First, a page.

What are the best Book about training and/or Diet?

Discussion in 'Strength & Conditioning Discussion' started by SouthSide971, Aug 9, 2018.

  1. SouthSide971

    SouthSide971 Green Belt

    May 24, 2015
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    Hi guys,
    I train in mma and I look for the best possible ways to impress my physical abilities and my cardio.
    Since im Always on my phone on the internet looking for some training/diet advice
    I think it's time for me to go to books, do you have any good books on the subject to recommend?
  2. Johnsonville

    Johnsonville Green Belt

    Jan 27, 2014
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    I have been reading practical programming for strength training by mark rippetoe and enjoying it. It lays out a simple novice and advanced novice training routine, and then gives a plethora of intermediate and advanced routines and the pros and cons of each. If your new I'm sure starting strength would be worth reading first.

  3. corpse

    corpse Random Belt

    Aug 1, 2012
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    i think ross enamait's books are worth a look for more general workout info for ma.
    SMillard and ThunderL1ps like this.
  4. Cross_Trainer

    Cross_Trainer Yellow Belt

    Jul 30, 2006
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    I'm not a nutritionist, so take my recommendation with a few pounds of salt. But since you asked for diet advice:

    I found Teri Tom's "Martial Arts Nutrition" to be pretty helpful. She was the nutritionist for Amir Khan, Pacquiao, and Arlovski among others, so she has experience with combat sport athletes. Her book explains the basics of the background science pretty clearly. It also has a bunch of sample diets with varied calorie counts, and a simple and understandable system to adapt it to your needs.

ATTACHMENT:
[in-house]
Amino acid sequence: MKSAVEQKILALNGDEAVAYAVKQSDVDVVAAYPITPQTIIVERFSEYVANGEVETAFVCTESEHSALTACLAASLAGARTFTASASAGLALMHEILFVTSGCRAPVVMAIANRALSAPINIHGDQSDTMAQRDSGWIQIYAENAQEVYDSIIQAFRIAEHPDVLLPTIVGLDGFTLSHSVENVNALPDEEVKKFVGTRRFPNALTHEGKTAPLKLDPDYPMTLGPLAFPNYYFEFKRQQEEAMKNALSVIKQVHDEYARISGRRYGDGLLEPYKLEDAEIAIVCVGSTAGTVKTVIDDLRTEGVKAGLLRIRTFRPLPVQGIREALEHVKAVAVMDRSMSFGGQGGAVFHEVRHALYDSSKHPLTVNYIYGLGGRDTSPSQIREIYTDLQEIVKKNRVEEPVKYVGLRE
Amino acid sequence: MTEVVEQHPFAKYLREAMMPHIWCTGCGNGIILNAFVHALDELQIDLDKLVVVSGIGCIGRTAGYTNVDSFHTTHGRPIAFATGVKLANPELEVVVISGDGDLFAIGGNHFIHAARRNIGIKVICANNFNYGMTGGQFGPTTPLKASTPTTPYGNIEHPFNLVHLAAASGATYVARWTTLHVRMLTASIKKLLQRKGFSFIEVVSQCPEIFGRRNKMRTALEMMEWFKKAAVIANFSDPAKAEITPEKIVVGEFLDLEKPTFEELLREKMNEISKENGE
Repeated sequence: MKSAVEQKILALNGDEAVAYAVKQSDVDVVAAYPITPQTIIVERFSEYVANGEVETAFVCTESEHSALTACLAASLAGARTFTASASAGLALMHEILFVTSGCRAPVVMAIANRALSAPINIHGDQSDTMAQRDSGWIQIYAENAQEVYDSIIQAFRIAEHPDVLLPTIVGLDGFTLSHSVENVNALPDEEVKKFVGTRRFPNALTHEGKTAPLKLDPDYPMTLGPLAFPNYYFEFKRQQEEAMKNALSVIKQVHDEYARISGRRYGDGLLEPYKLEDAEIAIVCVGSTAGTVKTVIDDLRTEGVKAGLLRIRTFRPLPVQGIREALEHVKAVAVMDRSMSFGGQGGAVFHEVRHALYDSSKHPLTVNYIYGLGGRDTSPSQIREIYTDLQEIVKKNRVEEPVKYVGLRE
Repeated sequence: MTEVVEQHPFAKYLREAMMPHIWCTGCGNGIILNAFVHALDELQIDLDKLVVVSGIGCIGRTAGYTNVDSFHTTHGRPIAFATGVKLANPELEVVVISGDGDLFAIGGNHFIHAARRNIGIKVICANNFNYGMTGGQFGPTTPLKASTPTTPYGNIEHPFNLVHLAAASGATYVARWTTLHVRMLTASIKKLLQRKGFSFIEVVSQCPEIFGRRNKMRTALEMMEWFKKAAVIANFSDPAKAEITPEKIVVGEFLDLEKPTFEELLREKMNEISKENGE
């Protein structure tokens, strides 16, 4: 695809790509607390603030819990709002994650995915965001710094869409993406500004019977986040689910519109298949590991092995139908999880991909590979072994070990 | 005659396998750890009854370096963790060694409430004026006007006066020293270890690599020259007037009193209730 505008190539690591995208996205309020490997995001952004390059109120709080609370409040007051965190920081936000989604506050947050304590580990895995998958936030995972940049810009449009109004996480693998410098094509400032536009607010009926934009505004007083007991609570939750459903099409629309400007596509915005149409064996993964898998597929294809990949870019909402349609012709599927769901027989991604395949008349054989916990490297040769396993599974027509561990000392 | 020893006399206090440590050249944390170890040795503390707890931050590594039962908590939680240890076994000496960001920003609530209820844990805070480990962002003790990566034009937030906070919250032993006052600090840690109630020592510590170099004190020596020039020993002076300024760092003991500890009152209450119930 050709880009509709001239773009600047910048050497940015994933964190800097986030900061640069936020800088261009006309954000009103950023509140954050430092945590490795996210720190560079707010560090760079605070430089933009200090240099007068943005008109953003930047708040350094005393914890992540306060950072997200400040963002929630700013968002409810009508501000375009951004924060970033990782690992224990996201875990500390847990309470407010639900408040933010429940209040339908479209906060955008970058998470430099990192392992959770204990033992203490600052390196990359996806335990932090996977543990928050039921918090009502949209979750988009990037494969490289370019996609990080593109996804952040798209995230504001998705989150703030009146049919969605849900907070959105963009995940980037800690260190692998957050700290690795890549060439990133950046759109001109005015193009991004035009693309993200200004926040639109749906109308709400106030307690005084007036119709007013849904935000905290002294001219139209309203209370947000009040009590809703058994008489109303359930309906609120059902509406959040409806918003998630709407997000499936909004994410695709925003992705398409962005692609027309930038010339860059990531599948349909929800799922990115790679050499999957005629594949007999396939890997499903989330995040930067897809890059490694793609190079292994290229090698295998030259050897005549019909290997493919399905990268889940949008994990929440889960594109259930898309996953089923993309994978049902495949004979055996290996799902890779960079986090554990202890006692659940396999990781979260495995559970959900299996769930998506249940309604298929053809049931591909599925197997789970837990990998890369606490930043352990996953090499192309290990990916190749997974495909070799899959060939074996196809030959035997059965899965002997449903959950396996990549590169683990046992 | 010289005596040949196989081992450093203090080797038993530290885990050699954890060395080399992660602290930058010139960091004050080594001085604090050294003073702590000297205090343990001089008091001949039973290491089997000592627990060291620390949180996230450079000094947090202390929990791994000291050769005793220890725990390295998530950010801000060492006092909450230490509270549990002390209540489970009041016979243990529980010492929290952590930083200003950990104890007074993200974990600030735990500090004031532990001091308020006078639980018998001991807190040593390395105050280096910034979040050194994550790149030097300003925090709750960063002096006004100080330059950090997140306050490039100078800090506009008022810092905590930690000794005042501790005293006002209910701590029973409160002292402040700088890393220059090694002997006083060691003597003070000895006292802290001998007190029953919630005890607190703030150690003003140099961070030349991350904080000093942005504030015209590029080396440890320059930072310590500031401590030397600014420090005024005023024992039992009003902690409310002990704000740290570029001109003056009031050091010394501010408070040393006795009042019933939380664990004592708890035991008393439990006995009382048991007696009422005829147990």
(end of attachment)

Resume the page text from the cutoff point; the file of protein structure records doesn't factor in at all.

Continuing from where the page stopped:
EDIT: If you do judo or BJJ, there's a judo conditioning book that came out recently that's pretty good for big picture stuff. Called, appropriately enough, "Strength and Conditioning for Judo". I haven't finished it, but like it so far for its clarity in explaining the general S&C principles at work.
  5. Saint Of The K

    Saint Of The K Green Belt

    Sep 1, 2004
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    My favorite book would be Eat.Stop.Eat by Brad Pilon, though you could argue it's not really about nutrition but time restricted feeding.
    I also read The Warrior Diet, The Renegade Diet, and all articles on LeanGains.
  6. ThunderL1ps

    ThunderL1ps Black Belt

    Nov 21, 2013
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    This is the correct answer.

    Those other guys are not trainers for MMA or even combat sports. I have three of Enamati's books and they are all good and were ahead of the curve.
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  7. SMillard

    SMillard Red Belt

    Jan 8, 2007
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    America's wang
    There are a number resources for the training aspect, Ross's stuff is good and he trains fighters so that would be a good starting point for you. Most importantly you need something you are going to do that fits with your schedule. As far as the diet aspect, the best thing you can do is use a calorie counter program like "myfitnesspal" you will first start counting calories then, adjust your macros, then start getting into tweaking your diet to what best suits you. To just go from your usual diet to a hardcore "plan" you read in most cases is a set up for failure since it is usually more of an extreme change than people want to do for a long period of time, it's really about changing your eating habits.

    The diet part is harder than the training part, training is something you are commiting to for an hour or two a day the diet/nutrition thing is something you committing to 24/7.

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